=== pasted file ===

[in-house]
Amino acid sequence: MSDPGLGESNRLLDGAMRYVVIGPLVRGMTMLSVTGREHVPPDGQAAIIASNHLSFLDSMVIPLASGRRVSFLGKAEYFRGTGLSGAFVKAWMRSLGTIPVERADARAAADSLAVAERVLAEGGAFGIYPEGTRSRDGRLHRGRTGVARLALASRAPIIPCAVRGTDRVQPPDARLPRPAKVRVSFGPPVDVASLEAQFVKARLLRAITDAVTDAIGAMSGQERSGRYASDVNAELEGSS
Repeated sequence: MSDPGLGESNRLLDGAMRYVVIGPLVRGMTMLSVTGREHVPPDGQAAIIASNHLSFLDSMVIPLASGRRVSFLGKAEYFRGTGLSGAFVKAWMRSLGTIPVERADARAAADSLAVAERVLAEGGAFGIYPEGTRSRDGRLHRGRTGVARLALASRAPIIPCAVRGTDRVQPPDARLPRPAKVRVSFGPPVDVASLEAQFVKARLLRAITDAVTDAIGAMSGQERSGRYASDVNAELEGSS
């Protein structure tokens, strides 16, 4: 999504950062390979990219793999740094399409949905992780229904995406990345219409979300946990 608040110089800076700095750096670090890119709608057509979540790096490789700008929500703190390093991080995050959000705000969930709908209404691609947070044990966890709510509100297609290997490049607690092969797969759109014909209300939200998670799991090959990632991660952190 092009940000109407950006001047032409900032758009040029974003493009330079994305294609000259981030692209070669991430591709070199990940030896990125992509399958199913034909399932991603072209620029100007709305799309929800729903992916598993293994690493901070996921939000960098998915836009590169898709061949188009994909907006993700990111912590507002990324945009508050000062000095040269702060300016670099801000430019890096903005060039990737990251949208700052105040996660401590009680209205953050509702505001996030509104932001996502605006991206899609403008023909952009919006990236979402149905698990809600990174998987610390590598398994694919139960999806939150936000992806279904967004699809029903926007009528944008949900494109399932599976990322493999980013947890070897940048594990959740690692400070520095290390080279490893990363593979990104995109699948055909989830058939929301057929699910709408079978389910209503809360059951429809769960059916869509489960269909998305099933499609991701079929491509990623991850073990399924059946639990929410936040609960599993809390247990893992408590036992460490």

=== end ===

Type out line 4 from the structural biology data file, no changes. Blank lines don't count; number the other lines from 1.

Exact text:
């Protein structure tokens, strides 16, 4: 999504950062390979990219793999740094399409949905992780229904995406990345219409979300946990 608040110089800076700095750096670090890119709608057509979540790096490789700008929500703190390093991080995050959000705000969930709908209404691609947070044990966890709510509100297609290997490049607690092969797969759109014909209300939200998670799991090959990632991660952190 092009940000109407950006001047032409900032758009040029974003493009330079994305294609000259981030692209070669991430591709070199990940030896990125992509399958199913034909399932991603072209620029100007709305799309929800729903992916598993293994690493901070996921939000960098998915836009590169898709061949188009994909907006993700990111912590507002990324945009508050000062000095040269702060300016670099801000430019890096903005060039990737990251949208700052105040996660401590009680209205953050509702505001996030509104932001996502605006991206899609403008023909952009919006990236979402149905698990809600990174998987610390590598398994694919139960999806939150936000992806279904967004699809029903926007009528944008949900494109399932599976990322493999980013947890070897940048594990959740690692400070520095290390080279490893990363593979990104995109699948055909989830058939929301057929699910709408079978389910209503809360059951429809769960059916869509489960269909998305099933499609991701079929491509990623991850073990399924059946639990929410936040609960599993809390247990893992408590036992460490």